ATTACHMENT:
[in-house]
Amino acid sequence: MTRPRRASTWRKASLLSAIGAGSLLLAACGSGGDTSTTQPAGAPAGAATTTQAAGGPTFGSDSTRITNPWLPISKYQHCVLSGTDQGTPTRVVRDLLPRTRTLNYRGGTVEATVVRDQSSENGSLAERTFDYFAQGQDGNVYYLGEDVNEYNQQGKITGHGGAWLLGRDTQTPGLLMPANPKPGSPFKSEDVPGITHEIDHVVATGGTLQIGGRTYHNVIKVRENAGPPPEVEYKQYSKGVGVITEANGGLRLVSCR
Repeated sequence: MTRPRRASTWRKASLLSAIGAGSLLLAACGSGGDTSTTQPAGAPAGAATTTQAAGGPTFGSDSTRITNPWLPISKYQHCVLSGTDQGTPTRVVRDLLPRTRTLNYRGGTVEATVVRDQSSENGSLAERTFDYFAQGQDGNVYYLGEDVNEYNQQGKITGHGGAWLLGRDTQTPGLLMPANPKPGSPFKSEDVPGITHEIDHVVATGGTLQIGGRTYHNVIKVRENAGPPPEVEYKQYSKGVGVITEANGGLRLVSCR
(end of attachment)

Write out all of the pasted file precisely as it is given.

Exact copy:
[in-house]
Amino acid sequence: MTRPRRASTWRKASLLSAIGAGSLLLAACGSGGDTSTTQPAGAPAGAATTTQAAGGPTFGSDSTRITNPWLPISKYQHCVLSGTDQGTPTRVVRDLLPRTRTLNYRGGTVEATVVRDQSSENGSLAERTFDYFAQGQDGNVYYLGEDVNEYNQQGKITGHGGAWLLGRDTQTPGLLMPANPKPGSPFKSEDVPGITHEIDHVVATGGTLQIGGRTYHNVIKVRENAGPPPEVEYKQYSKGVGVITEANGGLRLVSCR
Repeated sequence: MTRPRRASTWRKASLLSAIGAGSLLLAACGSGGDTSTTQPAGAPAGAATTTQAAGGPTFGSDSTRITNPWLPISKYQHCVLSGTDQGTPTRVVRDLLPRTRTLNYRGGTVEATVVRDQSSENGSLAERTFDYFAQGQDGNVYYLGEDVNEYNQQGKITGHGGAWLLGRDTQTPGLLMPANPKPGSPFKSEDVPGITHEIDHVVATGGTLQIGGRTYHNVIKVRENAGPPPEVEYKQYSKGVGVITEANGGLRLVSCR